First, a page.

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How to Housetrain Your Puppy
Housetraining is one of the first things you will teach your new puppy. This should be started as soon as you take your dog home, but it takes patience. In general, puppies are unable to control their bladders and bowels until 12 weeks of age. If your puppy is younger than that, extra patience is required.
A few key things to remember when housetraining a puppy.
- Praise the dog when it behaves.
- Keep a solid routine.
- Never punish the dog physically for an accident.
- Do not correct the dog unless you catch it in the act.
Set a Schedule
Consistency is the best way to teach your puppy housetraining. Try to get up at the same time each morning, and take your puppy outside right away. Feed your puppy at the same times each day and take it outside immediately after eating. As your dog gets older you may even be able to anticipate when it will need to go based on when it was last fed, provided you stick to the feeding schedule.
Watch for Signs
If you see your puppy sniffing, circling, and pacing, it is probably time to go, so take it outside immediately. If you catch it in the middle of an accident, say “no” firmly and take the dog outside to finish, praising when it does.
Never punish a dog by hitting or pushing its nose in the mess. This will only teach the animal to fear you.
If you find an accident in the house, but do not catch the puppy in the act, do not bother punishing it. The dog will not associate the punishment with the action and will only become confused.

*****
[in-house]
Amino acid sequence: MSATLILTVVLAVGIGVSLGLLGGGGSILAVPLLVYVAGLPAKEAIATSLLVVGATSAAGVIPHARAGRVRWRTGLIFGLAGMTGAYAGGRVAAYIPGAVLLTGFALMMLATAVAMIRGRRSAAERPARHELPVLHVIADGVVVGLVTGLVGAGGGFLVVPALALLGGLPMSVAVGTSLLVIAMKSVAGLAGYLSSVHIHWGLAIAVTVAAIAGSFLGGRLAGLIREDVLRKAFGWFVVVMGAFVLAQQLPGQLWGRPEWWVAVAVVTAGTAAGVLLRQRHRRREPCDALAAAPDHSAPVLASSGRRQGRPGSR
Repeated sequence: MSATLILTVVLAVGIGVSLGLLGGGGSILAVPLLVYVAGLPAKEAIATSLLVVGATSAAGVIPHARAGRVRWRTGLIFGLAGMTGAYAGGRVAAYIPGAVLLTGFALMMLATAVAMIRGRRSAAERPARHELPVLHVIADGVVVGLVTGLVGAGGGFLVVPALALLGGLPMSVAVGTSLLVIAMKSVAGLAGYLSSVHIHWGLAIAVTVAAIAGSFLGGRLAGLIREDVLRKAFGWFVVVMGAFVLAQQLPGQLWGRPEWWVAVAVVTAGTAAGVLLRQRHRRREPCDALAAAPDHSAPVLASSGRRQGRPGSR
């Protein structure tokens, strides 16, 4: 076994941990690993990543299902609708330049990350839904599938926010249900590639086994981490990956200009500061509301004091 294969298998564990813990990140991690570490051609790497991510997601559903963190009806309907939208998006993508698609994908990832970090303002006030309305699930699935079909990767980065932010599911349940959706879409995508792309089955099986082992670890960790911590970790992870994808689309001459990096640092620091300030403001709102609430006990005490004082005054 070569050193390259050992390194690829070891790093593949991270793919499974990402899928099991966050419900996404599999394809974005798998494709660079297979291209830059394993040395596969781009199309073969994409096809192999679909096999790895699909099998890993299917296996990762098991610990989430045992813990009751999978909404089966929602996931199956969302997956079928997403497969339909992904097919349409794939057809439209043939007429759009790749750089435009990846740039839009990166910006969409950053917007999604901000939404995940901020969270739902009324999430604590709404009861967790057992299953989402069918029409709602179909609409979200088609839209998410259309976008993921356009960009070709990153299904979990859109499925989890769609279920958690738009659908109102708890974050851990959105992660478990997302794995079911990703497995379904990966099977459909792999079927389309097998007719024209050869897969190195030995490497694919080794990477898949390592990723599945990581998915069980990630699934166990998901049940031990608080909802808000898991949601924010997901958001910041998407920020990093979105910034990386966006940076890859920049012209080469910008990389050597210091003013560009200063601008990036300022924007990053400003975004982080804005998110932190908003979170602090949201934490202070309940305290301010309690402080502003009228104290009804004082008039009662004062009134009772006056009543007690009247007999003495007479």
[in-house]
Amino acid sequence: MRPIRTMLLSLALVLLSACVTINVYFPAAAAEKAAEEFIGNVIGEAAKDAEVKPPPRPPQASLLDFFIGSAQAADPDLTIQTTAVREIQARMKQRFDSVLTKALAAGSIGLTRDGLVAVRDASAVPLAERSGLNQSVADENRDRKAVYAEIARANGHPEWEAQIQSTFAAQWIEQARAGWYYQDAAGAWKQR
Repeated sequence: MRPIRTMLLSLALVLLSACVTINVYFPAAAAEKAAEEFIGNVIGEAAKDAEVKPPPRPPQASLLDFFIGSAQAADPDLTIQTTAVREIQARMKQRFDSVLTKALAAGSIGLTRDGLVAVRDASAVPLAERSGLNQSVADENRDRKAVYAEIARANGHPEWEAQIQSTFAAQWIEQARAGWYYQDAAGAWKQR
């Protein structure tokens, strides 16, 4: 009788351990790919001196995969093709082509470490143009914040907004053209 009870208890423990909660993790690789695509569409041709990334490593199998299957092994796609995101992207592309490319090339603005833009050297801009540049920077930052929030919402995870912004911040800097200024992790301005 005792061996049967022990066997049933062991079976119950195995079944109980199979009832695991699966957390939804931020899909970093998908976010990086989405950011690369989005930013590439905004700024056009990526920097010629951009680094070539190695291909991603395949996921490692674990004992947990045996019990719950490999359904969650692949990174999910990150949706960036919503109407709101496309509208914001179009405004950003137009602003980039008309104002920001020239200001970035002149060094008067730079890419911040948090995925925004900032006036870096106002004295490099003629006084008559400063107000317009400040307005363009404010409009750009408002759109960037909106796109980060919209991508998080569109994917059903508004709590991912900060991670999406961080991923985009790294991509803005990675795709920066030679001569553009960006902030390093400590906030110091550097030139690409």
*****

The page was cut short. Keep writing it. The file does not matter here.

Choose a Keyword
Using a phrase like “outside” or “do your business” consistently will help your dog learn it as a command. Always bring your puppy to the same area outside while housetraining. The odors in this area will encourage it to urinate and defecate here again. When the dog does its business, be sure to offer praise.
Use a Crate
When you are away from home, your puppy should stay in a crate or kennel. You may buy a larger crate for your puppy to grow into, but place a divider in it so that it is only large enough for your puppy to turn around and lie down.
Instinctively, your puppy will not want to soil its own area. Be careful not to let your puppy stay in the cage for more than four to six hours, or it may have no choice but to relieve itself. If you are away from the house regularly, as many of us are for work, return home in the middle of each day to let your puppy outside.
Arrange for someone else to let your puppy out if you will be unable to come home.
If you choose not to crate your dog when you are away from the house, set up a room with a non-absorbent floor. Place training pads at one end of the room and the dog’s bed and toys at the other. Generally, dogs prefer to urinate on absorbent materials, but they tend to avoid doing so in their own beds. Ideally, the puppy will gravitate toward the training pads. This may take longer than using a crate.
Housetraining may take several months, so don’t give up. Remember that your puppy wants to please you, it just needs to learn how. Be clear with the puppy when you praise or correct its actions. Eventually, you will see results.
Problems and Proofing Behavior
If your puppy does have an “accident” in the house, be sure to use a cleaner that will eliminate the odor entirely. If your dog picks up the scent, it may think the area is OK to use again.
If your dog is going through a stressful time or is ill, it may backtrack on its housetraining and have an occasional accident. This is frustrating, but if you can identify the source of the problem, you should be able to stop the behavior. Dogs whose routines have been disrupted, such as with a new baby in the house, or a move to a new place, often regress slightly.
Accidents in a previously housetrained dog often signal an underlying health problem, such as a urinary tract infection. Take your dog to the vet if this begins happening without an apparent reason.